Telephoto lenses, which are lenses that have been “zoomed in” to a substantial degree, are excellent tools for practically any type of photography, but they aren’t always simple to use.
Telephoto lenses, in particular, amplify camera shake and have a much narrower depth of field than wide-angle lenses. But don’t let that deter you. Telephoto lenses have a distinct way of presenting the world, which may be excellent for your photographs. In this article, I’ll go over how to utilize telephoto lenses in-depth, as well as some of their advantages and how to deal with their specific obstacles. Although I prefer to photograph landscapes, the principles in this post can be applied to any topic you want to photograph.
Telephoto lenses, unsurprisingly, are highly good for focusing on finer elements in a scene.
Because telephoto lenses have such a restricted field of vision, they make capturing a small portion of the globe easier. A telephoto lens isolates details significantly more easily than a medium or wide-angle lens in everything from dense forests to wide-open vistas. (This isn’t to argue that a wide perspective can’t catch minute details; some of my best photographs accomplish precisely that.) Telephotos, on the other hand, often have a small field of vision, which makes it easier.)
What kind of specifics are you looking for? That is dependent on the type of photography you enjoy. If you’re a portrait photographer, you can easily catch someone’s face without any distractions. You can concentrate your landscape photography on a single mountain peak and make it the most noticeable feature of your shot. Don’t forget about macro lenses, which are often telephotos and allow you to capture even the finest of details.
This is probably the most essential application of telephoto lenses for me. It isn’t true in every landscape, but a single detail can be more amazing than a large panorama more often than many people believe. All you need is a keen eye and a telephoto lens.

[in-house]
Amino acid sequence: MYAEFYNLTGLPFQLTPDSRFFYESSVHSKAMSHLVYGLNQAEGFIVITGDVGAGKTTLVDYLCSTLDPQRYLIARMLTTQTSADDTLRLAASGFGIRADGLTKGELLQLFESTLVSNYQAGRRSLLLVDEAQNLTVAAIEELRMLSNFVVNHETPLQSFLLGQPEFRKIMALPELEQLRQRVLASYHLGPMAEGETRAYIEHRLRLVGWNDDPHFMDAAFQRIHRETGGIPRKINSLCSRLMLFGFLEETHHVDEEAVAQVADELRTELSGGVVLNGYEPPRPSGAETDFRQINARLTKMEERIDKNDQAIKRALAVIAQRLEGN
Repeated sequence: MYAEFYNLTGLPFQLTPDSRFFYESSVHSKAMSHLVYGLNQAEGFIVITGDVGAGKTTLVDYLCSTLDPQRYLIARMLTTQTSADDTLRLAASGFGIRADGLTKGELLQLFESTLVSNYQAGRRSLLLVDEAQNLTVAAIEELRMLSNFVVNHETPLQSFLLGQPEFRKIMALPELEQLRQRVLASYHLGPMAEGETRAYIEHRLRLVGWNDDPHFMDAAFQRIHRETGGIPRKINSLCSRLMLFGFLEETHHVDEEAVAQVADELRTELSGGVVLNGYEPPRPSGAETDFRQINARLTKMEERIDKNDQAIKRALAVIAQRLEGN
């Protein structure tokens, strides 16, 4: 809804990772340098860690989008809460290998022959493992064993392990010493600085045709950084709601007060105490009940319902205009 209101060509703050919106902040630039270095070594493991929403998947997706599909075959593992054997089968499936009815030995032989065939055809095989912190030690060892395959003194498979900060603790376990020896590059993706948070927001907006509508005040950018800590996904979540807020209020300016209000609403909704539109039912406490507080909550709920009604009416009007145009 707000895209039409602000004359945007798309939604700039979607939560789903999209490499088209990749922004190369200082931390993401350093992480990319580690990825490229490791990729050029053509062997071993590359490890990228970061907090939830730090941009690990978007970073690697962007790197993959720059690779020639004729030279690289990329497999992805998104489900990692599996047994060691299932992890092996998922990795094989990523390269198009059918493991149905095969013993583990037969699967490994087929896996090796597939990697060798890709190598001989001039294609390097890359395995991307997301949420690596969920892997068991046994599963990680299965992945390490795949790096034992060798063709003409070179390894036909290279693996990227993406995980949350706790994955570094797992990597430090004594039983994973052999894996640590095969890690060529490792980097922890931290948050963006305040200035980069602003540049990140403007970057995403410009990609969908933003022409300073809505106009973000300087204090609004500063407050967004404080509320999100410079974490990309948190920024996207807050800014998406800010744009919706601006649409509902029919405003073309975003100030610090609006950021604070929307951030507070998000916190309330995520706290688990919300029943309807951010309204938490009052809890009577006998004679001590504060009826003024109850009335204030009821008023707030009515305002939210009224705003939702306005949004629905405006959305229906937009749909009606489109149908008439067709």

Create Abstract Photos by Using Telephoto Lenses
Making abstract or semi-abstract photographs is one of my favorite uses for a telephoto lens.
Because telephotos can isolate features so well, you’ll be able to capture a little sliver of the picture in certain locations that is absolutely devoid of context – the definition of an abstract shot. Even if you can’t totally eliminate the context, you’ll often wind up with a photograph that concentrates on shapes and patterns rather than a perfectly literal representation of a situation.
Abstract photography appeals to me. It’s all about the fundamentals: light, color, form, and composition. When a spectator can’t determine what a photograph is supposed to show, the image becomes more about its aesthetic aspects. People’s first reactions to an abstract photo taken in Yosemite, for example, will be “Wow, those shapes are really interesting,” rather than “Cool, I also went to Yosemite!”
Of course, not all abstract photographs must be taken with a telephoto lens, and not all abstract photographs must be taken with a telephoto lens. With a wide-angle lens, you can still photograph abstracts, especially if you can place your camera very close to your subject. If you want to capture abstracts, though, you should have a long lens on hand. It’s one of the most effective techniques to isolate a scene’s features and forms.
Show a Sense of Scale
If you use a wide-angle lens and stand close to a tree with mountains in the background, the tree will appear fairly enormous in comparison to the background:
It all comes down to perspective. The closer you get to an item, the larger it seems in comparison to its surroundings. Although it may appear thus, this appearance is entirely dependent on your camera position rather than the lens you employ. However, if you are really close to something and use a wide-angle lens, your field of view will be so large that viewers will be able to see this relationship much more clearly. (If this is all too much for you, Elizabeth has a thorough tutorial on lens compression, and Nasim has an essay on focal length and subject distortion that you should read.)